Amendment madness

More stories from Matt Scott

Election day came and passed as many Tennesseans waited anxiously to see the results. A focal point of this years election were four proposed amendments to the state constitution, all of which were passed. Here is a breakdown of the four amendments according to WBIR, and what we can expect to happen as a result of their addition to the state constitution.


Amendment 1: Perhaps the most controversial topic in the 2014 election Amendment 1 reads as follows:


Nothing in this Constitution secures or protects a right to abortion or requires the funding of an abortion. The people retain the right through their elected state representatives and state senators to enact, amend, or repeal statutes regarding abortion, including, but not limited to, circumstances of pregnancy resulting from rape or incest or when necessary to save the life of the mother.


The passing of the amendment does not put in place any regulations or restrictions, but instead allows state legislators to propose bills that would. The only state legislature on abortions that is currently in place restricts abortions after the fetus is deemed viable, unless the abortion is necessary for the health or life of the mother.


Amendment 2: The second amendment to the state constitution alters the way in which state judges are appointed. The amendment states that:


Judges of the Supreme Court or any intermediate appellate court shall be appointed for a full term or to fill a vacancy by and at the discretion of the governor; shall be confirmed by the Legislature; and thereafter, shall be elected in a retention election by the qualified voters of the state. Confirmation by default occurs if the Legislature fails to reject an appointee within sixty calendar days of either the date of appointment, if made during the annual legislative session, or the convening date of the next annual legislative session, if made out of session. The Legislature is authorized to prescribe such provisions as may be necessary to carry out Sections two and three of this article.


In the new system, a single judge will be selected by the governor, and then must be approved by the state legislators. After the judge has served their eight-year term it will still be up to voters to potentially re-elect them.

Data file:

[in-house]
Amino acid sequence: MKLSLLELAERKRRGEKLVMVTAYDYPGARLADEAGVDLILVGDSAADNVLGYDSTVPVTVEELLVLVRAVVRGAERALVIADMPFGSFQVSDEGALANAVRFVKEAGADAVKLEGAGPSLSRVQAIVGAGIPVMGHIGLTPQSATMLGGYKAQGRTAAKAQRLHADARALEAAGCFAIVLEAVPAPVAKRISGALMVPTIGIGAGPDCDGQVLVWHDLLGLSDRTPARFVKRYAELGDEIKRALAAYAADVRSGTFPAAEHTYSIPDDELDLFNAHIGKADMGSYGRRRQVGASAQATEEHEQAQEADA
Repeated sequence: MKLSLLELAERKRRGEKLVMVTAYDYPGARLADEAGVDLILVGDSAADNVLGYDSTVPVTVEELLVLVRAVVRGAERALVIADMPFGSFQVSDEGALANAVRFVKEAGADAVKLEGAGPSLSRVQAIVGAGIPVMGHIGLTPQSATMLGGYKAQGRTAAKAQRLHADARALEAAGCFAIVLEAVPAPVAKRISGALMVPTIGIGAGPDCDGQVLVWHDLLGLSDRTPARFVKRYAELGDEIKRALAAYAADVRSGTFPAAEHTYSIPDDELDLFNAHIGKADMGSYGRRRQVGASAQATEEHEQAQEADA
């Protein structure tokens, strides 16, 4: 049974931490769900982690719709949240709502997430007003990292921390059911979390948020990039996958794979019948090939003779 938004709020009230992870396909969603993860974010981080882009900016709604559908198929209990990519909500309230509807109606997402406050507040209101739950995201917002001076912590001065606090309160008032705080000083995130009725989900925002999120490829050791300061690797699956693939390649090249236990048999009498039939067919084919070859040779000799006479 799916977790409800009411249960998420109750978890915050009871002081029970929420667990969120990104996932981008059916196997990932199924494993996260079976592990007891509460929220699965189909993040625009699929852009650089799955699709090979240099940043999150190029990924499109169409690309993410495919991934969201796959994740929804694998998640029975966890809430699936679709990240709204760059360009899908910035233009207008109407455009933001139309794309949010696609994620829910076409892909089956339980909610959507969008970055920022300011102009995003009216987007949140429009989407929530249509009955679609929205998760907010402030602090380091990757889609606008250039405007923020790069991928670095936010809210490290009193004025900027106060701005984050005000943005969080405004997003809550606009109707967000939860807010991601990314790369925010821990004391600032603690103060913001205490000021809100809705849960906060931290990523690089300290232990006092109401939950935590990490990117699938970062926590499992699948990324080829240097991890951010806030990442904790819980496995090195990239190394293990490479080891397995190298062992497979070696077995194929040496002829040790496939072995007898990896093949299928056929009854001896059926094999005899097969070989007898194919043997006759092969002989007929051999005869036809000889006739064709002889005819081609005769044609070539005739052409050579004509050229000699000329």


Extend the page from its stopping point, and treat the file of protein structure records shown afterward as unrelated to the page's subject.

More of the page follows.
Amendment 3: The third amendment is possibly the simplest one. It guarantees that Tennessee residents will never pay state or local income taxes. The amendment says:


Notwithstanding the authority to tax privileges or any other authority set forth in this Constitution, the Legislature shall not levy, authorize or otherwise permit any state or local tax upon payroll or earned personal income or any state or local tax measured by payroll or earned personal income; however, nothing contained herein shall be construed as prohibiting any tax in effect on January 1, 2011, or adjustment of the rate of such tax.


Amendment 4: With the passing of Amendment 4, state legislators will be able to vote to allow certain non-profit organizations to host lotteries. This will primarily be used to help organizations that support veterans. The amendment reads:


All other forms of lottery not authorized herein are expressly prohibited unless authorized by a two-thirds vote of all members elected to each house of the general assembly for an annual event operated for the benefit of a 501(c)(3) or a 501(c)(19) organization, as defined by the 2000 United States Tax Code, located in this state.

Franklin D. Roosevelt once said that, “Nobody will ever deprive the American people of the right to vote except the American people themselves and the only way they could do that is by not voting.” The people of Tennessee most certainly did not deprive themselves of that on Tuesday November 4, as over 1,200,000 citizens statewide made their voices heard by passing these four amendments.